Am Fam Physician. 2000 Aug 15;62(4):869.
Intravenous amiodarone is an effective antiarrhythmic agent that has resulted in good overall conversion rates when used to treat patients with atrial fibrillation (AF). High-dose oral loading (30 to 50 mg per kg) has been reported to suppress supraventricular and ventricular arrhythmias within 24 hours after administration and, clinically, is relatively well tolerated. Peuhkurinen and associates evaluated the efficacy of a single oral dose of amiodarone versus placebo in patients with recent-onset AF.
Inclusion criteria included patients at least 18 years of age with onset of AF within the previous 48 hours whose atrial arrhythmia continued for more than three hours in the hospital, with a ventricular rate between 50 and 150 beats per minute, with hemodynamically stable blood pressure (systolic reading of greater than 95 mm Hg) and a normal serum potassium level. Patients with a history of acute myocardial infarction, acute pulmonary edema, known sick sinus syndrome, high-degree atrioventricular block, anemia, stroke, sepsis, known thyroid disease or severe renal or hepatic disease, those taking class III antiarrhythmics or sotalol, and women of child-bearing age were excluded. All medications that might affect conduction or cardiac rhythm were discontinued before randomization. The 72 patients included in the study were randomized to receive 30 mg per kg of oral amiodarone or placebo. Participants underwent electrocardiography and Holter monitoring for 24 hours. Blood pressure was measured at 11 different time intervals following drug administration and whenever needed. All patients underwent echocardiography before discharge from the hospital.
Of the 72 study participants, 10 were excluded from the final analysis because of sinus rhythm at the beginning of monitoring or technical failure during Holter monitoring. Eight hours following drug administration, approximately 50 percent of the patients who received amiodarone converted to sinus rhythm, compared with 20 percent in the placebo group. After 24 hours, the conversion rates were 87 percent in the Holter-monitored patients in the amiodarone group and 35 percent of patients in the placebo group. No proarrhythmic event (e.g., nonsustained ventricular tachycardia, ventricular fibrillation, episodes of torsades de pointes) was observed in either group. Three patients in the amiodarone group had diarrhea compared with one in the control group. One patient who received amiodarone became bradycardic and hypotensive but recovered rapidly with administration of intravenous fluids. Overall, the number of adverse events was similar in both groups.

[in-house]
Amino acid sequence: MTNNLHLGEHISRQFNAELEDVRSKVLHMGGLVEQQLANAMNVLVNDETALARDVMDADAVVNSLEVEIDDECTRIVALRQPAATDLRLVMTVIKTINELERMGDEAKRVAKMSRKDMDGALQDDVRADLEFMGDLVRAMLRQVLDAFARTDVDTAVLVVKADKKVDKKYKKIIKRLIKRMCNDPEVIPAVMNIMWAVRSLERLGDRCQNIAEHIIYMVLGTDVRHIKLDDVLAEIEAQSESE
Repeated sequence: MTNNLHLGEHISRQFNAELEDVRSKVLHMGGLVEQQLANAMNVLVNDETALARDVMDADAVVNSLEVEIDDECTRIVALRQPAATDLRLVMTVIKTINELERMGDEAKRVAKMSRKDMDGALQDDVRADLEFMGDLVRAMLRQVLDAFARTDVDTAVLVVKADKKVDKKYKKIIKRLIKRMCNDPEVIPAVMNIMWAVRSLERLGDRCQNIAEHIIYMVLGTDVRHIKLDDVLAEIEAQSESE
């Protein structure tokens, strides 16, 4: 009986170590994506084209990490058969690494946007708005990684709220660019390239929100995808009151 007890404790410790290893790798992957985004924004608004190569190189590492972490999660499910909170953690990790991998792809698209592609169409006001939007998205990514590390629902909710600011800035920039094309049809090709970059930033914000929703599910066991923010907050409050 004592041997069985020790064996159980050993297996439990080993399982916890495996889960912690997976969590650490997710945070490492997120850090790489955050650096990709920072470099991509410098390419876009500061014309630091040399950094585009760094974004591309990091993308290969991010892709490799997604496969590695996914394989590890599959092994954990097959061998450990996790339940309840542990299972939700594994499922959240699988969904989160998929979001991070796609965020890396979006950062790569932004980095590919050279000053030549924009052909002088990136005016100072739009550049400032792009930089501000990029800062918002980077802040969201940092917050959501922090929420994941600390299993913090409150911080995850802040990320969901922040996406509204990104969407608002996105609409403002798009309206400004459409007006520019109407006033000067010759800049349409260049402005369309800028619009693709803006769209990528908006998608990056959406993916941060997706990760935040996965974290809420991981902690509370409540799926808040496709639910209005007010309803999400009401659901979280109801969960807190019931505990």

Other clinical trials have shown the efficacy of antiarrhythmic medications in converting AF to sinus rhythm. Flecainide and propafenone, given as a single oral or intravenous dose, demonstrated efficacy in converting AF to sinus rhythm, although the safety of these agents is uncertain in patients with left ventricular dysfunction because of negative inotropic effects and increased mortality when used in patients with a history of acute myocardial infarction. Intravenous amiodarone has been demonstrated to be relatively safe in patients with left ventricular dysfunction and acute myocardial infarction. In the acute setting, intravenous amiodarone seems to effectively lower the ventricular rate in patients who do not return to sinus rhythm.
The authors conclude that 30 to 50 mg per kg of oral amiodarone is relatively well tolerated and efficacious in recent-onset AF.
Peuhkurinen K, et al. Effectiveness of amiodarone as a single oral dose for recent-onset atrial fibrillation. Am J Cardiol. February 15, 2000;85:462–5.
Copyright © 2000 by the American Academy of Family Physicians.
This content is owned by the AAFP. A person viewing it online may make one printout of the material and may use that printout only for his or her personal, non-commercial reference. This material may not otherwise be downloaded, copied, printed, stored, transmitted or reproduced in any medium, whether now known or later invented, except as authorized in writing by the AAFP. Contact email@example.com for copyright questions and/or permission requests.
Want to use this article elsewhere? Get Permissions